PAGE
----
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Author Topic: Can I find out the cause of the RAW blur?  (Read 1050 times)

Doug Peterson

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Re: Can I find out the cause of the RAW blur?
« Reply #20 on: June 11, 2019, 09:58:04 pm »

It was a 150mm lens, a medium telephoto (93mm equivalent).

Indeed. Must have misread the screen grab in my sleep deprived state.

Still, recomposition is not a meaningful factor at the distance with this amount of recomposition.

Stephen G

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Re: Can I find out the cause of the RAW blur?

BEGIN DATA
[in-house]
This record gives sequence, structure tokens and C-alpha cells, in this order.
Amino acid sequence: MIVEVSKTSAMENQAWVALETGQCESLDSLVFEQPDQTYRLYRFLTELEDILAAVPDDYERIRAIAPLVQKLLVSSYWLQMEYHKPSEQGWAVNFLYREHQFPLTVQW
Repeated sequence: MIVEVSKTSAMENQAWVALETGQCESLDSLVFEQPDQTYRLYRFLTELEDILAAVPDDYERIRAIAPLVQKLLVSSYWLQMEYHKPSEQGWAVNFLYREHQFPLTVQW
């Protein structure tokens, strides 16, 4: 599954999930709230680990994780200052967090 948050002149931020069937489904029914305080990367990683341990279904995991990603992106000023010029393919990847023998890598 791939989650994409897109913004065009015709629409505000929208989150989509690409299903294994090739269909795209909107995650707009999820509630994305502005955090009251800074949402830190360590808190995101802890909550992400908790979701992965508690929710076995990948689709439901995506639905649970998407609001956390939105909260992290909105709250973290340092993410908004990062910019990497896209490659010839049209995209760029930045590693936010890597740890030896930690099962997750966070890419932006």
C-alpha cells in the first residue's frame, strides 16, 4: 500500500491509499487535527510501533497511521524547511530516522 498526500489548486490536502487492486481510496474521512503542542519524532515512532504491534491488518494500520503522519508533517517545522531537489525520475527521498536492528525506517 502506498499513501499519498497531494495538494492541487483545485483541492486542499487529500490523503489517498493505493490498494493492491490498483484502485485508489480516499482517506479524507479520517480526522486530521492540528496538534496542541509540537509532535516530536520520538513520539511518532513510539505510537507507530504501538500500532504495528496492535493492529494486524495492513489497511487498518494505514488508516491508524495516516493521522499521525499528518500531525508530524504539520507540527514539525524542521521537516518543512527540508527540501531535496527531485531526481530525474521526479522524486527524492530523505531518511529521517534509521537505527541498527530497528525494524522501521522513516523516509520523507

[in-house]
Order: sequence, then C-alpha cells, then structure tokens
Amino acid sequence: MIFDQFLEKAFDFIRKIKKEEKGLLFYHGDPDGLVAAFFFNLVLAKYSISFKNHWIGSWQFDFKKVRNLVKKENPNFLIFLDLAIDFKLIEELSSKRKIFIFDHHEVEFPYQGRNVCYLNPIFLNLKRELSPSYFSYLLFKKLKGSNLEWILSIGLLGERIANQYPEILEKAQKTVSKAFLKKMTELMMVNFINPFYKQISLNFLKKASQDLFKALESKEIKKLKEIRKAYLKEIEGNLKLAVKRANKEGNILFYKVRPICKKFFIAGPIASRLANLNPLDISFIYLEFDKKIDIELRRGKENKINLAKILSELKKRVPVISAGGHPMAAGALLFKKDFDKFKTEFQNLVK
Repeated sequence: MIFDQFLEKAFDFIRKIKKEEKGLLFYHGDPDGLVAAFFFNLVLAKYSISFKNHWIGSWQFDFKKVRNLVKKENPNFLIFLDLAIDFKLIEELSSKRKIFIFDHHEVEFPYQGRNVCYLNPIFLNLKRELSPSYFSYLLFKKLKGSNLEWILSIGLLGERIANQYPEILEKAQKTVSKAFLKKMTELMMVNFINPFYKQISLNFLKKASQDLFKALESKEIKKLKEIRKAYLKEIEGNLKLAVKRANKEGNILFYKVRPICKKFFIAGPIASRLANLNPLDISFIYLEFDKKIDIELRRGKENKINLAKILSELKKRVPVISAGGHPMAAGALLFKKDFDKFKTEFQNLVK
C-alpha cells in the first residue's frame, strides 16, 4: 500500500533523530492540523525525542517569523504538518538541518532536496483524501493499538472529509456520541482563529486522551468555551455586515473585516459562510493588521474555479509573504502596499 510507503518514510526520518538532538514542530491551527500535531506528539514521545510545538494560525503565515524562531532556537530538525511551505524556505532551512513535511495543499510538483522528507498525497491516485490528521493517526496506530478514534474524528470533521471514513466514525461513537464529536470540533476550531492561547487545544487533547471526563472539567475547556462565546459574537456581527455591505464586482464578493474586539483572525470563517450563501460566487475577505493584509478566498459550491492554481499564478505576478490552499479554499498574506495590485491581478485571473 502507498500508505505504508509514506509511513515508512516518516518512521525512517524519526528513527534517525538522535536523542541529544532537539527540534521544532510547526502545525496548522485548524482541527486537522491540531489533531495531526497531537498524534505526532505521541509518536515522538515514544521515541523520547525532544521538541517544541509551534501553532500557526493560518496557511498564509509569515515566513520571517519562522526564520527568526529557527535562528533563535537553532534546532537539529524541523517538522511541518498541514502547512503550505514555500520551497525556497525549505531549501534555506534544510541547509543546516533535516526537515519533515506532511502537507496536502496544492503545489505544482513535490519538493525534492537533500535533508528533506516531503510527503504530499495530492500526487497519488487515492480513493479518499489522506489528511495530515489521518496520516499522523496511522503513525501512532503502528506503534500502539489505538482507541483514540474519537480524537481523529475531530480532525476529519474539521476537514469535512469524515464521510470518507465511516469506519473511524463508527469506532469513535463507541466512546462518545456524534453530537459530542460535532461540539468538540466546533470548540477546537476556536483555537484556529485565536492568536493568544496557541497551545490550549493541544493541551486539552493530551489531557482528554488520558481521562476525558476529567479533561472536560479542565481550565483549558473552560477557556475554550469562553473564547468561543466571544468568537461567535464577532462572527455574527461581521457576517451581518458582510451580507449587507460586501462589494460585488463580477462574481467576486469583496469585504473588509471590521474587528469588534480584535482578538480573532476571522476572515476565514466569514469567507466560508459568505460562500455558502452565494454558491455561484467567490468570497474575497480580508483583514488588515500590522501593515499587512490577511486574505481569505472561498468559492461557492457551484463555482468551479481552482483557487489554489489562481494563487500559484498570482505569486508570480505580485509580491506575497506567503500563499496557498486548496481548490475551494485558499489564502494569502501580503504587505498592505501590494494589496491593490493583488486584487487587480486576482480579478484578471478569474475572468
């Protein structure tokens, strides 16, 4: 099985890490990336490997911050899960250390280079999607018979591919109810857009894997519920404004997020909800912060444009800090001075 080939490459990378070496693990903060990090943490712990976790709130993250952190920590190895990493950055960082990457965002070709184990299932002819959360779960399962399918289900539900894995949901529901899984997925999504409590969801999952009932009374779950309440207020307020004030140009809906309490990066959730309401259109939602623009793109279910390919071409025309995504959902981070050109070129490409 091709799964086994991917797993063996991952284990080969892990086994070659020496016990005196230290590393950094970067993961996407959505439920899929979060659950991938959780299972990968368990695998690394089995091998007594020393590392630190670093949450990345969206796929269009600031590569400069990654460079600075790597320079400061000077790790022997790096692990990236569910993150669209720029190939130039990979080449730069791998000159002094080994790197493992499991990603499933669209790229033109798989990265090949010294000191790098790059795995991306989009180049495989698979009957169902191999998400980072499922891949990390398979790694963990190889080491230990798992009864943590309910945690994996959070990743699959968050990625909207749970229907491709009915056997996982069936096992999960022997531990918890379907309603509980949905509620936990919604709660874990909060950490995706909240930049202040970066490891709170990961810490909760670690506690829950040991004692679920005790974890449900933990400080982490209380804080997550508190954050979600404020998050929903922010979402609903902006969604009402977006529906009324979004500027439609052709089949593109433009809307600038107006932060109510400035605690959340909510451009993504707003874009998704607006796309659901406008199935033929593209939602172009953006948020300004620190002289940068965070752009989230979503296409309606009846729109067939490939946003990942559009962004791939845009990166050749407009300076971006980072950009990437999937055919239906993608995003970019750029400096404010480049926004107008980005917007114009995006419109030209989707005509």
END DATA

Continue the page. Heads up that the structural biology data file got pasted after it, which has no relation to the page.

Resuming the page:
« Reply #21 on: June 12, 2019, 01:53:29 am »

Nobody has mentioned it, so here is another possible cause of the softness: air/heat shimmer.
(Edit: apologies, just noticed that BobShaw mentioned it a few posts back)

Shoot faster to freeze it. Or, if the light isn't changing too quickly, take a few shots and pick the one with the least shimmer
« Last Edit: June 12, 2019, 02:03:36 am by Stephen G »
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spassig

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Re: Can I find out the cause of the RAW blur?
« Reply #22 on: June 12, 2019, 07:34:49 am »

@all
Thanks for feedback.
Today I have send the RAW to PO and discuss the picture.
PO is sure it's not a problem with focus.
It's vibration.
We also discuss some recommendations from this thread.
I will consider them in the future.
I hope make better technical pictures in Danmark were I go tommorow.